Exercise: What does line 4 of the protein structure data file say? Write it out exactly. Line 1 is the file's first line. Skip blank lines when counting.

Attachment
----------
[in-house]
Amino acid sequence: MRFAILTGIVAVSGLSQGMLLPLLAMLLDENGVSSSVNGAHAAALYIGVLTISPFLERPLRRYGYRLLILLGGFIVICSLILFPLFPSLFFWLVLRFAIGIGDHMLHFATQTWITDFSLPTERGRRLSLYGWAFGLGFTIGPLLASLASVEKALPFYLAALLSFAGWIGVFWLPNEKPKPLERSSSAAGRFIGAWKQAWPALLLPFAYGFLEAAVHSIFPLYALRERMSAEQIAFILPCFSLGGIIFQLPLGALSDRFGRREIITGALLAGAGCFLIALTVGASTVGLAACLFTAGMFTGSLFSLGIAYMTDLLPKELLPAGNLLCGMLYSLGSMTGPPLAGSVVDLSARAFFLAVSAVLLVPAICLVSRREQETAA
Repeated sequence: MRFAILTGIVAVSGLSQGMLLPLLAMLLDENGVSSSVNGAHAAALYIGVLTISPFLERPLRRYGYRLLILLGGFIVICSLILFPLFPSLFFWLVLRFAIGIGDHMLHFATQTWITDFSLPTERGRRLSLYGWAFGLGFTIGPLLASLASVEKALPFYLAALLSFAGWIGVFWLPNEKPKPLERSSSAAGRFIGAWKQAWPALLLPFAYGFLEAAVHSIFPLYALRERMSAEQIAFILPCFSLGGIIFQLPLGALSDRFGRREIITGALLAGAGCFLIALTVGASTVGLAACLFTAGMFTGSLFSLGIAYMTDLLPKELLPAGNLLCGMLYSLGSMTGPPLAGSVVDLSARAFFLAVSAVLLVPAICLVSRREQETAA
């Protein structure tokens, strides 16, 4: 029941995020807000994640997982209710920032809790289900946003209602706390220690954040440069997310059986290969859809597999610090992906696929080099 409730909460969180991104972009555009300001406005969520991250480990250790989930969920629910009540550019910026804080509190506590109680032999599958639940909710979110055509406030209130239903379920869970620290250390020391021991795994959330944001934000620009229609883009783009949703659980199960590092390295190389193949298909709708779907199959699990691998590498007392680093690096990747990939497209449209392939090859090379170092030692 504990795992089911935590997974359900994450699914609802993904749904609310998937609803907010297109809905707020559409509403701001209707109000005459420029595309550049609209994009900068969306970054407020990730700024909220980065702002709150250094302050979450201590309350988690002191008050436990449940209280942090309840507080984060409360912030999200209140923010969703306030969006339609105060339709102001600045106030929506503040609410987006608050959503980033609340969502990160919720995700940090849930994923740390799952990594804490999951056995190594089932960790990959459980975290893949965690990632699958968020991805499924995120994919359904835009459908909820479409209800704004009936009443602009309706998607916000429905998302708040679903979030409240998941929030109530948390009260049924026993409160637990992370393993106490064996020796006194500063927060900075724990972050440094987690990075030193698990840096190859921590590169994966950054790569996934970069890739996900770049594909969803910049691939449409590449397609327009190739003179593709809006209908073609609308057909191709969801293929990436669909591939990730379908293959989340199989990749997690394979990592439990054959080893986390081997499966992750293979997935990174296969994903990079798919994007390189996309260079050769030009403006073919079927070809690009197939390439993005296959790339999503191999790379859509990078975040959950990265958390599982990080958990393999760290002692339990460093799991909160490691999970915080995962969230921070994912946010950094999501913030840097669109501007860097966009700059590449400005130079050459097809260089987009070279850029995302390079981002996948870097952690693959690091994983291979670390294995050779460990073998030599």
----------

């Protein structure tokens, strides 16, 4: 029941995020807000994640997982209710920032809790289900946003209602706390220690954040440069997310059986290969859809597999610090992906696929080099 409730909460969180991104972009555009300001406005969520991250480990250790989930969920629910009540550019910026804080509190506590109680032999599958639940909710979110055509406030209130239903379920869970620290250390020391021991795994959330944001934000620009229609883009783009949703659980199960590092390295190389193949298909709708779907199959699990691998590498007392680093690096990747990939497209449209392939090859090379170092030692 504990795992089911935590997974359900994450699914609802993904749904609310998937609803907010297109809905707020559409509403701001209707109000005459420029595309550049609209994009900068969306970054407020990730700024909220980065702002709150250094302050979450201590309350988690002191008050436990449940209280942090309840507080984060409360912030999200209140923010969703306030969006339609105060339709102001600045106030929506503040609410987006608050959503980033609340969502990160919720995700940090849930994923740390799952990594804490999951056995190594089932960790990959459980975290893949965690990632699958968020991805499924995120994919359904835009459908909820479409209800704004009936009443602009309706998607916000429905998302708040679903979030409240998941929030109530948390009260049924026993409160637990992370393993106490064996020796006194500063927060900075724990972050440094987690990075030193698990840096190859921590590169994966950054790569996934970069890739996900770049594909969803910049691939449409590449397609327009190739003179593709809006209908073609609308057909191709969801293929990436669909591939990730379908293959989340199989990749997690394979990592439990054959080893986390081997499966992750293979997935990174296969994903990079798919994007390189996309260079050769030009403006073919079927070809690009197939390439993005296959790339999503191999790379859509990078975040959950990265958390599982990080958990393999760290002692339990460093799991909160490691999970915080995962969230921070994912946010950094999501913030840097669109501007860097966009700059590449400005130079050459097809260089987009070279850029995302390079981002996948870097952690693959690091994983291979670390294995050779460990073998030599």